a story lives forever
Sign in
Form submission failed!

Stay signed in

Recover your password?
Form submission failed!

Web of Stories Ltd would like to keep you informed about our products and services.

Please tick here if you would like us to keep you informed about our products and services.

I have read and accepted the Terms & Conditions.

Please note: Your email and any private information provided at registration will not be passed on to other individuals or organisations without your specific approval.

Video URL

You must be registered to use this feature. Sign in or register.


Why the Society of Mind is crucial for understanding intelligence


The impact of the Society of Mind
Marvin Minsky Scientist
Comments (0) Please sign in or register to add comments

Yes, the Society of Mind was rather successful. I’ve had messages from people all over the world over the years saying this changed my life and… and I think the reason for its success is first, the chapters are short and each chapter has one main idea, or most of them do, and also the vocabulary I trimmed so that it doesn’t have many words that a ninth grader doesn’t know. So it's… it’s a pre-college book in the sense that its vocabulary, except for a dozen words – new words – is pretty limited. But the other thing is that the book itself illustrates the theory of the mind, that… that the way the mind works, it might have a couple of hundred different pieces of machinery, each of which occasionally interact with some of the others. And so the book itself is a... tries to be a… an analogy with how I think the brain works; mainly, here’s this thing that it does, it’s good at this kind of thing, and every now and then it calls on this one to take over or criticize itself and so forth.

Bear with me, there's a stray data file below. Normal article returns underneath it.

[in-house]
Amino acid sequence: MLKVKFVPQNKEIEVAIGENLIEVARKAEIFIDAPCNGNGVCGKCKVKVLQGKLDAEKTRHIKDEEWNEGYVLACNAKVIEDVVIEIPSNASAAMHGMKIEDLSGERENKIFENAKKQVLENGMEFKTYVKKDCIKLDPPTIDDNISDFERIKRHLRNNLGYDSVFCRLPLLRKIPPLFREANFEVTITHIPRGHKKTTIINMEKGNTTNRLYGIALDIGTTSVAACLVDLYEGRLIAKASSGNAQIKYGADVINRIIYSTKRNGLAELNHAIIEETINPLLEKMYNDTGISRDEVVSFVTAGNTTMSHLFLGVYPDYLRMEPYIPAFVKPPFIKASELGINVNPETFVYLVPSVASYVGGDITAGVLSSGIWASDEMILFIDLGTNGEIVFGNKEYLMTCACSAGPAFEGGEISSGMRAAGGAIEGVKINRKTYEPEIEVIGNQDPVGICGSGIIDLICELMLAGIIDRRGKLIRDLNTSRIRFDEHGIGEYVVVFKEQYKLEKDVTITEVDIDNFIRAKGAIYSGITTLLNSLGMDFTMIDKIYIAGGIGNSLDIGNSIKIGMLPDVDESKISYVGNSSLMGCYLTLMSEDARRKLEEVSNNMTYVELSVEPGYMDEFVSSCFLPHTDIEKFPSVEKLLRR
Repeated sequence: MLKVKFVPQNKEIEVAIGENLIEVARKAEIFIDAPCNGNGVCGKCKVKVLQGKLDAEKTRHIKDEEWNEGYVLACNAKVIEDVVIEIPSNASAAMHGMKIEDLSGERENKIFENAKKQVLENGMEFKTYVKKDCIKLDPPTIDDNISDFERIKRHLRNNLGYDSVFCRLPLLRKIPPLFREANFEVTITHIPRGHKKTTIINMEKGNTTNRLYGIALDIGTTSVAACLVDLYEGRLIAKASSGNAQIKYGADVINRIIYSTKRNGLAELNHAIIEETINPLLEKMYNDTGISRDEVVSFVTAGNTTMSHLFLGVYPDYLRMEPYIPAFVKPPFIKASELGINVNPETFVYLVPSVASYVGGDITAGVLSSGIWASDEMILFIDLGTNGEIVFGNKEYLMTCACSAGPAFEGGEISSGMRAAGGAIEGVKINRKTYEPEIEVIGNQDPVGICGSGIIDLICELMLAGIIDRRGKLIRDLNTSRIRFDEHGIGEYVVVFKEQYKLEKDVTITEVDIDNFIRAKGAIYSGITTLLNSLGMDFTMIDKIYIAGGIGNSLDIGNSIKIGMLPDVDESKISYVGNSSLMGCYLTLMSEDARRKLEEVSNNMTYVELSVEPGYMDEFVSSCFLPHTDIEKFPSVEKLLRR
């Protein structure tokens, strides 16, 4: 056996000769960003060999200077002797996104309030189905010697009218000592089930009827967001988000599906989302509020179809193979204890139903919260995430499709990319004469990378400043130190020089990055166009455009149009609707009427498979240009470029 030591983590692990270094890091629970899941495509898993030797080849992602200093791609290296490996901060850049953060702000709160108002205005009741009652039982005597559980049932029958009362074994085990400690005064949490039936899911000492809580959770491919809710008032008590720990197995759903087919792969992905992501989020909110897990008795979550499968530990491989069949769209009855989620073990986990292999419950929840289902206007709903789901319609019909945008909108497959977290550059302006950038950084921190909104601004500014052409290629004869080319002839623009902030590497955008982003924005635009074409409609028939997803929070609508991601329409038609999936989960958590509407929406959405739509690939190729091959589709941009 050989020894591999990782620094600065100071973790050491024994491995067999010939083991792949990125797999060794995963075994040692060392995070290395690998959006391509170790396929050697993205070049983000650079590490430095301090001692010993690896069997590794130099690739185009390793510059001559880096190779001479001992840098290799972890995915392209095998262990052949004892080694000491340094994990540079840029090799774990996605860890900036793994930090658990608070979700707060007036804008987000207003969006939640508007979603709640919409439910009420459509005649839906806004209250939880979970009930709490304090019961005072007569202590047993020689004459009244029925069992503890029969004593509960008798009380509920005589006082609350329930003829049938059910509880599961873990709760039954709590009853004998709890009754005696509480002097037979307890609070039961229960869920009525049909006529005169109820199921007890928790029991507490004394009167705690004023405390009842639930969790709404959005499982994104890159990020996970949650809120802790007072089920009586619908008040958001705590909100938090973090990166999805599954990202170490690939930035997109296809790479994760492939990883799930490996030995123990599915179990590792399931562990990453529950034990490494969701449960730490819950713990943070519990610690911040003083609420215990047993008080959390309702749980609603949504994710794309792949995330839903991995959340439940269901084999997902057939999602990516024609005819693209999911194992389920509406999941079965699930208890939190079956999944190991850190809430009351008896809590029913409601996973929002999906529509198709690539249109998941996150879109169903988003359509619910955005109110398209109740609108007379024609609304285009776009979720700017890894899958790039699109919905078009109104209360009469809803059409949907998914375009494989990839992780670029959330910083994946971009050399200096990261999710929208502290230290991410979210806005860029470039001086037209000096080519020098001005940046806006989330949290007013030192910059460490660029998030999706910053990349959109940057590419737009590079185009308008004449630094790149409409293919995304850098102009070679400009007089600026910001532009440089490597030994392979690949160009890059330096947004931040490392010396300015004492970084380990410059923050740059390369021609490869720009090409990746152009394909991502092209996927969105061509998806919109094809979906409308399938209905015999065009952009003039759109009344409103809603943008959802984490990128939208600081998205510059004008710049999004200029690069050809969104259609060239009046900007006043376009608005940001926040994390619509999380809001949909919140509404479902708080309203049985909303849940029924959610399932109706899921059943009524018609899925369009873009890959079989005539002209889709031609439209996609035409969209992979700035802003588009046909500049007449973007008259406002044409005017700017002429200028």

And, so the new book, The Emotion Machine, has been out for three years and I’ve gotten a rather small number of messages saying: 'This was very exciting to read' and said… they’re very respectful, and they say: 'This looks like it has very important ideas and I’m already half way through it.' The letters about the… that’s The Emotion Machine, but the letters about the Society of Mind book says: 'I couldn’t put the thing down and I read it every year and it’s changed my life.' And I'm sure that the ideas in the new book are actually better, but they’re harder. And… I hope somebody comes along and rewrites it someday.

Incidentally, Michael Crichton helped me on the first book and he read the first 100 pages and had quite a lot of suggestions. He took out all the 'verys', I didn’t realize that if you say something is very important, that’s much weaker than saying something is important, but Michael took out a lot of qualifying words that... and he had several technical ideas. I’ve forgotten exactly which ones they were, but he actually had some important contributions that I rewrote into the book and forgot to credit him with.

Marvin Minsky (1927-2016) was one of the pioneers of the field of Artificial Intelligence, founding the MIT AI lab in 1970. He also made many contributions to the fields of mathematics, cognitive psychology, robotics, optics and computational linguistics. Since the 1950s, he had been attempting to define and explain human cognition, the ideas of which can be found in his two books, The Emotion Machine and The Society of Mind. His many inventions include the first confocal scanning microscope, the first neural network simulator (SNARC) and the first LOGO 'turtle'.

Listeners: Christopher Sykes

Christopher Sykes is a London-based television producer and director who has made a number of documentary films for BBC TV, Channel 4 and PBS.

Tags: Society of Mind, The Emotion Machine, Michael Crichton

Duration: 3 minutes, 7 seconds

Date story recorded: 29-31 Jan 2011

Date story went live: 12 May 2011